We’re cutting that a little bit deeper and that will take a couple of days until we have that data. But we have a number of streaming partners in China, and last year we saw increased viewership in places where the early game between the Lions and the Falcons was distributed.
A lot of people mocked the matchup, kind of pointing out that Yahoo didn’t exactly get the most thrilling two teams. Did the NFL want to start this with a game that had a lesser risk? The league wasn’t about to give Yahoo a Patriots-Broncos matchup…
Look, I think we thought about this as an opportunity to expose a game that on its own would have been very limited in distribution. That game probably would have been on at 1pm on Sunday, going just to parts of New York and Florida. We took that game, which would have gotten only a few million viewers, and took it to 15 million people. That’s pretty remarkable.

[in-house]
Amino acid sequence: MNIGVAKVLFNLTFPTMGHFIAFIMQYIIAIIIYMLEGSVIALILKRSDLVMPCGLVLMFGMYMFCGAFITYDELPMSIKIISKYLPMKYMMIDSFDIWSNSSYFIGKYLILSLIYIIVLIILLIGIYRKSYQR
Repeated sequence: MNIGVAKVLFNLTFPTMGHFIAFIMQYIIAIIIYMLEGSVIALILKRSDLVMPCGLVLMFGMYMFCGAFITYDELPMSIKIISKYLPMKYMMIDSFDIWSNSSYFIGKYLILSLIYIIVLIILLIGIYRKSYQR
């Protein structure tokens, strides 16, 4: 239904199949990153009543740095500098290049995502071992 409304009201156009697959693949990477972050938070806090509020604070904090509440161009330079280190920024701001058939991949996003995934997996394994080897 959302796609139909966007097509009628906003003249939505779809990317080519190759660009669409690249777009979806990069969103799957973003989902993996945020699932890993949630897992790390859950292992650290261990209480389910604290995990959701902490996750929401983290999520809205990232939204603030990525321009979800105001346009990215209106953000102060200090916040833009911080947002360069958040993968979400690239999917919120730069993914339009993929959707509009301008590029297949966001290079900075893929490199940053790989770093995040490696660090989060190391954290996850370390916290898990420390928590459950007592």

What fans still want, of course, is a way to pay one simple, flat fee for a full-season digital pass to stream all the games of one team. That doesn’t really exist and the current streaming options are complicated. Does this Yahoo stream make wider streaming options more likely?
I think two things: One is, when you see the reach digital has, including around our live games, it definitely makes us think about ways to build off new models and new opportunities in the future for how we distribute our games. It also makes me focused on how do we work with our partners to make sure we are making the streaming of all our games as easy for fans as we can. How can we expose more fans to the games, but also build the digital access all fans have to our games.